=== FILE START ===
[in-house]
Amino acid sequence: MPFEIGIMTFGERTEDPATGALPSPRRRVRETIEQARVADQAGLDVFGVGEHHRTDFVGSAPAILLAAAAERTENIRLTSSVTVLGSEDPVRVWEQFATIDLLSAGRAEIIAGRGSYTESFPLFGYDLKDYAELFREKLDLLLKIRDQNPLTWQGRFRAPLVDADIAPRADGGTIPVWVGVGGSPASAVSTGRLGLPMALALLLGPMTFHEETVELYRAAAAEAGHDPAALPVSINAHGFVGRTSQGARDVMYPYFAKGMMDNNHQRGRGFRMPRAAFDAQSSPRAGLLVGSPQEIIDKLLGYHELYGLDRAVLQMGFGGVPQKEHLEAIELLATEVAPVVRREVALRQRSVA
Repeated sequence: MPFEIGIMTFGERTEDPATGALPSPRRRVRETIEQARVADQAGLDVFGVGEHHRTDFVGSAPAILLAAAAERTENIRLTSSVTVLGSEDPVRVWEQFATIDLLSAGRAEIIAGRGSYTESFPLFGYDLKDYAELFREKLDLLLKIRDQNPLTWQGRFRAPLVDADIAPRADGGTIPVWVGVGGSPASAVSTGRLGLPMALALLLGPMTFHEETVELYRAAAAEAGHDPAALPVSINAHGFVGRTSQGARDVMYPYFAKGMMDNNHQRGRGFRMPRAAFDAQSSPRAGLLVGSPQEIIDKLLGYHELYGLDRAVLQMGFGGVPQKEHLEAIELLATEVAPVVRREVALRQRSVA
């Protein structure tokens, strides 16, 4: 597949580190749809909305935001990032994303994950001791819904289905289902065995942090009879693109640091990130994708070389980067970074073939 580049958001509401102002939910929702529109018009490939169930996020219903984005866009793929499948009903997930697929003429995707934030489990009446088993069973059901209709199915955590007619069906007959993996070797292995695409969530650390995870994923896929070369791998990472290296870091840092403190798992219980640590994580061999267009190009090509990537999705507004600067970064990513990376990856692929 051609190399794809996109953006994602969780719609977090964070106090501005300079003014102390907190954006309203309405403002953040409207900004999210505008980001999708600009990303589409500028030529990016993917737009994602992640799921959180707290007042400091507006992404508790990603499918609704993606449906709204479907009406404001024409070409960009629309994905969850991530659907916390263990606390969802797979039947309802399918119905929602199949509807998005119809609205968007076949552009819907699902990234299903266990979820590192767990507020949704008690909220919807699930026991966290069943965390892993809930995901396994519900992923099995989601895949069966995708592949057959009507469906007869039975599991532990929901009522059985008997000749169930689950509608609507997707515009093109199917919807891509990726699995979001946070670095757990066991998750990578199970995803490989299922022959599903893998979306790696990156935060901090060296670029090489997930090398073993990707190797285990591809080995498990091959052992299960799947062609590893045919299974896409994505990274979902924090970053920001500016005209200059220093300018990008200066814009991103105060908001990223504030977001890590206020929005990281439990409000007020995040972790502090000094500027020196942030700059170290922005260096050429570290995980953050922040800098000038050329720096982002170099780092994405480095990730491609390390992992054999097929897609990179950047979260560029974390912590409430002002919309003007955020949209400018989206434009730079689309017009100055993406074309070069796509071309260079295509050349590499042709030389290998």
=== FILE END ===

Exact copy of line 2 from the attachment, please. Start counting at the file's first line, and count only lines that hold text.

Amino acid sequence: MPFEIGIMTFGERTEDPATGALPSPRRRVRETIEQARVADQAGLDVFGVGEHHRTDFVGSAPAILLAAAAERTENIRLTSSVTVLGSEDPVRVWEQFATIDLLSAGRAEIIAGRGSYTESFPLFGYDLKDYAELFREKLDLLLKIRDQNPLTWQGRFRAPLVDADIAPRADGGTIPVWVGVGGSPASAVSTGRLGLPMALALLLGPMTFHEETVELYRAAAAEAGHDPAALPVSINAHGFVGRTSQGARDVMYPYFAKGMMDNNHQRGRGFRMPRAAFDAQSSPRAGLLVGSPQEIIDKLLGYHELYGLDRAVLQMGFGGVPQKEHLEAIELLATEVAPVVRREVALRQRSVA